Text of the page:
Come new year, and I wallow in honey-sweet nostalgia.
I yearn for that perfume of new rice.
The ritual of taking a handful of ivory grains in your hand, closing your eyes, bringing your hand slowly to your nose and taking a deep breath.
The smell redolent of the earth and the water leaves you mesmerised.
(So what if the dust in the rice leaves you with paroxysms of sneezing ?)
And then you lazily open your eyes and look at the expression on the farmers face.
That million watt smile on your face has conveyed the approval already.
He blushes in pride.
I hanker after the scent of notun gur.
The customary swirl to the kolshi of notun gur. A drop of ambrosia on our open palm.
You lick it clean and stretch your palm for another drop of nectar.
And then another.
While the taste buds are left enchanted.
I miss Grandmas notun gurer payesh.
Especially the first payesh of the season that she, despite the frailty of age and blurring vision, insisted on cooking.
A sublime symphony of fragrant new rice and notun gur. Stewed in milk that had patiently waited on the fatigued fire for hours.
To be offered to the Gods.
I long for Doodhpuli.
The sticky sweet jaggery coconut mixture, just right.
Cocooned in pillowy rice flour cases.
Stewed languorously in milk.
A drizzle of nolen gur.
Food heaven !!!
And on some days, Maa prepares variants of the doodhpuli to tease our palates even further. A sublime Sujir Doodhpuli. Or a heavenly Chirer Doodhpuli, the fragrance of the humble ubiquitous chire, the clear standout hero.
I crave for Deepika’s moms Pithas. That she would unfailingly pack for us when Deepika would return to the hostel post Magh Bihu.
And we would leap on to the boxes, like famished lions on unsuspecting prey.
What’s this ? I ask taking a bite off a Pitha that tastes unlike anything I have ever savoured.
Sutuli Pitha, do you like it ?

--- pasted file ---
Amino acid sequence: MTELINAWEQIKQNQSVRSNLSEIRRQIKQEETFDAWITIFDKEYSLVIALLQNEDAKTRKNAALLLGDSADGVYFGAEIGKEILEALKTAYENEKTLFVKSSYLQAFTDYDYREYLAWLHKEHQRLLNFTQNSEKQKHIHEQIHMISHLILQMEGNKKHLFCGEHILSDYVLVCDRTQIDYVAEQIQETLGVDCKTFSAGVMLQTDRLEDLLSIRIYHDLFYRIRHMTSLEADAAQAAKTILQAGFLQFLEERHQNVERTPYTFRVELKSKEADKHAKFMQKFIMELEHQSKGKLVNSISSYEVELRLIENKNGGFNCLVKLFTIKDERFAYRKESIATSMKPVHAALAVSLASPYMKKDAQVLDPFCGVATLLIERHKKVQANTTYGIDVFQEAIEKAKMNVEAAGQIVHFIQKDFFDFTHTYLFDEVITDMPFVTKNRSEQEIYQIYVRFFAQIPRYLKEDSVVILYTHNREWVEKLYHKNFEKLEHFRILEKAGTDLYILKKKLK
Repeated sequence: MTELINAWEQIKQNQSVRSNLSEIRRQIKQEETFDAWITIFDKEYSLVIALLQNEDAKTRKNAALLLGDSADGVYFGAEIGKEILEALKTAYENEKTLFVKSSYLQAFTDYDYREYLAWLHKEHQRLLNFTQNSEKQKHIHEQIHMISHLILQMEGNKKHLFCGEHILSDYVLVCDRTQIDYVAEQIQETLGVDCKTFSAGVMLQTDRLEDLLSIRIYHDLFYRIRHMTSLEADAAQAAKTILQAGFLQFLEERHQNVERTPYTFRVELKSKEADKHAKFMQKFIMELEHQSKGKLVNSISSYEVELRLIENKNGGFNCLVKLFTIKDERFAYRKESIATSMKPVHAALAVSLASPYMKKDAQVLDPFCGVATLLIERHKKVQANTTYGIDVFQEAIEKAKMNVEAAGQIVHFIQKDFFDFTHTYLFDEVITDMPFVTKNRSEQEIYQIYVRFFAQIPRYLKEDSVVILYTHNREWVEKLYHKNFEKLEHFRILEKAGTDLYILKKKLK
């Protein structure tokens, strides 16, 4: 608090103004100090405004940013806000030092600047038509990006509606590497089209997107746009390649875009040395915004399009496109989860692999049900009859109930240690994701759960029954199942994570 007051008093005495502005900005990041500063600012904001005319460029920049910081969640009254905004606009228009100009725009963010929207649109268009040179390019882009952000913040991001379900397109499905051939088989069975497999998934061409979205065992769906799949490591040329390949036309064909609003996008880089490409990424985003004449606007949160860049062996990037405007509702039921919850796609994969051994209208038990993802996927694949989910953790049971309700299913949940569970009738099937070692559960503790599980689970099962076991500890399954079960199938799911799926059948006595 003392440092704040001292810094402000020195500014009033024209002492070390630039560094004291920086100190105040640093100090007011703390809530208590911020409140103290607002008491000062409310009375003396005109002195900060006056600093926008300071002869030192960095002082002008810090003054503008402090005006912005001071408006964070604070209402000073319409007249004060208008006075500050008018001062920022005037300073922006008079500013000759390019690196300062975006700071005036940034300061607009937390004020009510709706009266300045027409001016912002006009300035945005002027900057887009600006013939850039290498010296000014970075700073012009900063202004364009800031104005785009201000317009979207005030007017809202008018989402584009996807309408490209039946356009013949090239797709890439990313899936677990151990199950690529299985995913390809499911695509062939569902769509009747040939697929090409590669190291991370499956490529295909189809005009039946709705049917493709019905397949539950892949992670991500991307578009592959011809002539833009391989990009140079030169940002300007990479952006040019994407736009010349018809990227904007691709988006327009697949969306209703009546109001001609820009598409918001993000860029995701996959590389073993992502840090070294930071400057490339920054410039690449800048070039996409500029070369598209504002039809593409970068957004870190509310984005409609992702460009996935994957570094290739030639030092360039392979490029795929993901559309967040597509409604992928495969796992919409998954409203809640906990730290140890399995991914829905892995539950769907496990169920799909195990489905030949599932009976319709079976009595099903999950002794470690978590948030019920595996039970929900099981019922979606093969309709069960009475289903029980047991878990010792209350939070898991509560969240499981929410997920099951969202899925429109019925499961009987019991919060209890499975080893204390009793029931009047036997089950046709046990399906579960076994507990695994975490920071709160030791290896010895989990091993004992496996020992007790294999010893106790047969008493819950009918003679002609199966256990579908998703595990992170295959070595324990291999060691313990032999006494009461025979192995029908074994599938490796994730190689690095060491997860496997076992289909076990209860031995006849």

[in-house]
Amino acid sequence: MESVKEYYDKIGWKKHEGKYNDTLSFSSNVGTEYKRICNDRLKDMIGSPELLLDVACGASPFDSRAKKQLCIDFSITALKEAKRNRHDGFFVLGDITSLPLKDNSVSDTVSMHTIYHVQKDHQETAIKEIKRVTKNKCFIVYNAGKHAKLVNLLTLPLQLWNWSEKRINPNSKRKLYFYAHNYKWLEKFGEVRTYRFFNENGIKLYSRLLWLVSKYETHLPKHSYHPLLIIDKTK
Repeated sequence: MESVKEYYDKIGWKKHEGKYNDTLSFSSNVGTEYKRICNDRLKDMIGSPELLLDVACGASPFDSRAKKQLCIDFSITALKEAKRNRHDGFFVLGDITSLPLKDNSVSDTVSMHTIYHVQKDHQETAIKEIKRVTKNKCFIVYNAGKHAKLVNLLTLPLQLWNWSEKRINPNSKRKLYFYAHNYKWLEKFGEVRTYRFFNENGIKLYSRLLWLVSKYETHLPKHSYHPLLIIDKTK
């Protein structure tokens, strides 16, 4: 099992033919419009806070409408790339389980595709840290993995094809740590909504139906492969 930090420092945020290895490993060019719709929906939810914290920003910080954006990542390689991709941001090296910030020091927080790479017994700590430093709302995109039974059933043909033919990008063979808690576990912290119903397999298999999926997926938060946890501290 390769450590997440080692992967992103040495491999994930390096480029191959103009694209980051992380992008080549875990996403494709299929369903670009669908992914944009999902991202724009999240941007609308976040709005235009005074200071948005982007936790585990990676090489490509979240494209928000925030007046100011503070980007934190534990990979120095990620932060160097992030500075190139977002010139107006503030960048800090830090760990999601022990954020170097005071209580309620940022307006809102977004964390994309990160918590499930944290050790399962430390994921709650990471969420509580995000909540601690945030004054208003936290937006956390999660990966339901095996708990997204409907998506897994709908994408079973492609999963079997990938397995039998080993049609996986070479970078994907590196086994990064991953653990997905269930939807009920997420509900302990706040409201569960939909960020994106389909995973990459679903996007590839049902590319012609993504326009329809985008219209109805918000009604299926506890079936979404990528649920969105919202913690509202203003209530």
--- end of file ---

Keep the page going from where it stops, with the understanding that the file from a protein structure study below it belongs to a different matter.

Oh, it’s sheer love, I respond. The taste buds continue to sing in delight as a potpourri of flavour undertones play out.
And what’s that stuffing ?
Take a guess.
I try, nothing springs to mind.
Black sesame and jaggery, Deepika finally comes to my rescue.
My first brush with Sutuli Pitha.
An affair that continues unabated to the day.
Sutuli Pitha. A delectable jaggery and black sesame stuffing. Cocooned in sticky rice parcels. Fried to a gorgeous golden. Served with a generous drizzle of notun gur.
This is sheer love !!!
Sutuli Pitha, from Assam
- 1.5 cup bora rice or sticky roce
- 1/2 cup black sesame seeds
- 1/2 cup khejur patali or date palm jaggery
- oil for frying
- Take 2 tbsp of jaggery in a small mixing bowl, carefully pour 1/2 a cup of warm water, give it a stir till the jaggery dissolves.
- Soak the rice for 3-4 odd hours. Drain from water, dry. Blitz the rice to a powder, pass through a fine sieve. What we need here is fine rice flour (a coarse powder doesn’t do the magic !!)
- Take the rice flour in a bowl . Add the dissolved jaggery, a little at a time, knead till the dough is soft and smooth. Cover, keep aside for 15 mins or so.
- Lightly roast the black sesame seeds, grind coarsely. Add the remaining jaggery to the black sesame powder, give it a hearty mix.
- Take a dough ball on your palm , press it gently with your thumb to form an oval cup. Place a small portion of the til-jaggery mixture in the middle.
- Gently bring the edges to cover the stuffing and shape as shown in the picture . Repeat for the remaining dough.
- Heat oil in a Kadhai, deep fry till golden . Serve warm with nolen gur.